The stylish, charming next novel in Ashley Weaver's Edgar-nominated Amory Ames mystery series, set in 1930s England, A Deception at Thornecrest.
"Thornecrest looked beautiful in the evening light. One would never imagine the turmoil that had just occurred within its walls."
Amory Ames is alone at her country house Thornecrest, enjoying her last few weeks of peace and quiet as she prepares for the imminent arrival of her baby. Her husband, Milo, is in London on business, and Amory is content to catch up on her correspondence, organize the nursery, and avoid the well-meaning if rather overbearing company of the ladies in the village as they prepare for the Springtide Festival. But then a woman appears on her doorstep, claiming to be another Mrs. Ames, Milo’s wife.
Amory's marriage has had its ups and downs in the past, but her faith in her husband has been restored, and Milo has been nothing but thrilled about becoming a father. Though the alleged second Mrs. Ames seems earnest, Amory is convinced she must be mistaken, a belief that Milo confirms upon his homecoming. However, when another unexpected visitor arrives at Thornecrest, secret identities and whirlwind romances appear to be becoming par for the course.
It's not until the day of the festival, when Milo's stable hand Bertie is found dead, that the strange characters appearing in town begin to seem more sinister, and Amory is determined to uncover the killer in the crowd.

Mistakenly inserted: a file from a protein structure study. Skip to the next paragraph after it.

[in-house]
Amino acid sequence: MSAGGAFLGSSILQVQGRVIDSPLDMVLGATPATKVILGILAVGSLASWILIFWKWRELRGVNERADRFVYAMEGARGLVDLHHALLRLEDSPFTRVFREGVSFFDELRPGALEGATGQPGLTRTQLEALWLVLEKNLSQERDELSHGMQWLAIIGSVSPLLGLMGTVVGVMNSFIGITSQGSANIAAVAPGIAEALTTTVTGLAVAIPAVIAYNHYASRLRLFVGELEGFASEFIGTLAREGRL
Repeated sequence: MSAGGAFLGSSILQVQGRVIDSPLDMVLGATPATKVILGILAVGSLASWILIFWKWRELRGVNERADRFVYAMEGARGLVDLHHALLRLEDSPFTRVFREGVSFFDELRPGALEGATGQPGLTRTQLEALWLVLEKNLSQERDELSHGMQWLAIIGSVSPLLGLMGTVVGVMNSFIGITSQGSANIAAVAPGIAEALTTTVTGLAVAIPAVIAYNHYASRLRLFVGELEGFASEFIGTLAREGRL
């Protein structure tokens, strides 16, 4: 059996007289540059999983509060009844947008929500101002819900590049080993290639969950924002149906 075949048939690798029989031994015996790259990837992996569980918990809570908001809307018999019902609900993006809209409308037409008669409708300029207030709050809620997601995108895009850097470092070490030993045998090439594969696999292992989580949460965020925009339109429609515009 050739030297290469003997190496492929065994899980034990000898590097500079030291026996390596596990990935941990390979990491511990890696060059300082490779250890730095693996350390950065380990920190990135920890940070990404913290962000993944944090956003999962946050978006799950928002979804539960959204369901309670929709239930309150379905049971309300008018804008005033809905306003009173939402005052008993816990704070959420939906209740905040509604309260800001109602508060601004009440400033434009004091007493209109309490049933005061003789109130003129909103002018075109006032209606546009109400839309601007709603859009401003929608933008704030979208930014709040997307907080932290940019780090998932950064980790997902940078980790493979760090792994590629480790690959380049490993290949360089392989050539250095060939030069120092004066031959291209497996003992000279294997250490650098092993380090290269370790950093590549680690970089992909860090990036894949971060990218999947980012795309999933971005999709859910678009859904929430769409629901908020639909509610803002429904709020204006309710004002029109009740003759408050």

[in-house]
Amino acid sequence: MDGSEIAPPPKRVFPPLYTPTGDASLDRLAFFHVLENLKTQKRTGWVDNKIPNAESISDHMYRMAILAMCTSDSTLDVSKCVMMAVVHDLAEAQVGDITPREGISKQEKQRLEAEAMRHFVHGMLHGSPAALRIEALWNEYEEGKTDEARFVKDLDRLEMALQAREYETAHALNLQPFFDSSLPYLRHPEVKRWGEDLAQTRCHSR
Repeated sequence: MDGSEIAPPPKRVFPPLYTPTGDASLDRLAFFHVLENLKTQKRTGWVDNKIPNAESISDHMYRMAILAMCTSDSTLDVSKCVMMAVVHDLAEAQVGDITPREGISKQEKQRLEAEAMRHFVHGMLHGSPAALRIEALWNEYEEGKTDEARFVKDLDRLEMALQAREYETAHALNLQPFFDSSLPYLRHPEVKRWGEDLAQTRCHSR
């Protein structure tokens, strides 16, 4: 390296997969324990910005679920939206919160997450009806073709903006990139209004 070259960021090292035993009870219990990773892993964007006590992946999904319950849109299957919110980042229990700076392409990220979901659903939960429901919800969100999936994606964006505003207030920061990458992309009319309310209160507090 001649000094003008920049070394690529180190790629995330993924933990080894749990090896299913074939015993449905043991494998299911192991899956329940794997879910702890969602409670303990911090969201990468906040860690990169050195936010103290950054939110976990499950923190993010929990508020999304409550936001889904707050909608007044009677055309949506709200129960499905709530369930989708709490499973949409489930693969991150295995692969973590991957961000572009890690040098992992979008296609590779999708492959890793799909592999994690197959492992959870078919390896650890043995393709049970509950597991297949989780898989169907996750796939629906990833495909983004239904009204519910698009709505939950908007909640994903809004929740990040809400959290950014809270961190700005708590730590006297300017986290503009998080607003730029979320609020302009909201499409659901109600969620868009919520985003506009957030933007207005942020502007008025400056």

Set in 1934, Weaver's sprightly seventh outing for Amory Ames (after 2019's A Dangerous Engagement) finds the heavily pregnant Amory at Thornecrest, the Ames family's country home in Kent. One morning, while Amory is applying herself to her correspondence, the butler announces an unexpected visitor: a young woman claiming to be the wife of her husband, Milo, who's away on business. The woman introduces herself as Imogen Prescott, and says she married Milo three months earlier. Amory maintains her aristocratic sangfroid, and assures Imogen that everything will be explained once Milo returns home. No sooner does Milo do so than another unexpected visitor turns up on their doorstep, and it becomes clear how Imogen was deceived. A murder amid the annual village Springtide Festival complicates matters further. The lively give-and-take between Amory and Milo makes up for the minimal sleuthing. Those who enjoy escaping into make-believe English villages in the company of pleasant vicars, mildly eccentric aristocrats, and wily village folk will be satisfied.